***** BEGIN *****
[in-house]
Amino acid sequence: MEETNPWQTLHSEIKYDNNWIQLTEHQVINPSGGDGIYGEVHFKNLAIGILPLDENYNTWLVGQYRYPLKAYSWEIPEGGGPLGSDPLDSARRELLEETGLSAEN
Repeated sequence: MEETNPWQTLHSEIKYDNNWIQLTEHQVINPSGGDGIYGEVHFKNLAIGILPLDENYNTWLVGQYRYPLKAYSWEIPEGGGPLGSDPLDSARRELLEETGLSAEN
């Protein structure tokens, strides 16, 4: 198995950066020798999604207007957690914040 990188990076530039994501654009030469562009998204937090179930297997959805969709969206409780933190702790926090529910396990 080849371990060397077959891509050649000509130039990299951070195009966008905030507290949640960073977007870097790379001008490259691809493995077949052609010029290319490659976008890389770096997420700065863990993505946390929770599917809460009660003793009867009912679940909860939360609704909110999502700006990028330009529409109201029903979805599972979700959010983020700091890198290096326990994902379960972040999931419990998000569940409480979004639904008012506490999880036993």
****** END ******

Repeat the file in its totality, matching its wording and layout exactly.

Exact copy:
[in-house]
Amino acid sequence: MEETNPWQTLHSEIKYDNNWIQLTEHQVINPSGGDGIYGEVHFKNLAIGILPLDENYNTWLVGQYRYPLKAYSWEIPEGGGPLGSDPLDSARRELLEETGLSAEN
Repeated sequence: MEETNPWQTLHSEIKYDNNWIQLTEHQVINPSGGDGIYGEVHFKNLAIGILPLDENYNTWLVGQYRYPLKAYSWEIPEGGGPLGSDPLDSARRELLEETGLSAEN
């Protein structure tokens, strides 16, 4: 198995950066020798999604207007957690914040 990188990076530039994501654009030469562009998204937090179930297997959805969709969206409780933190702790926090529910396990 080849371990060397077959891509050649000509130039990299951070195009966008905030507290949640960073977007870097790379001008490259691809493995077949052609010029290319490659976008890389770096997420700065863990993505946390929770599917809460009660003793009867009912679940909860939360609704909110999502700006990028330009529409109201029903979805599972979700959010983020700091890198290096326990994902379960972040999931419990998000569940409480979004639904008012506490999880036993």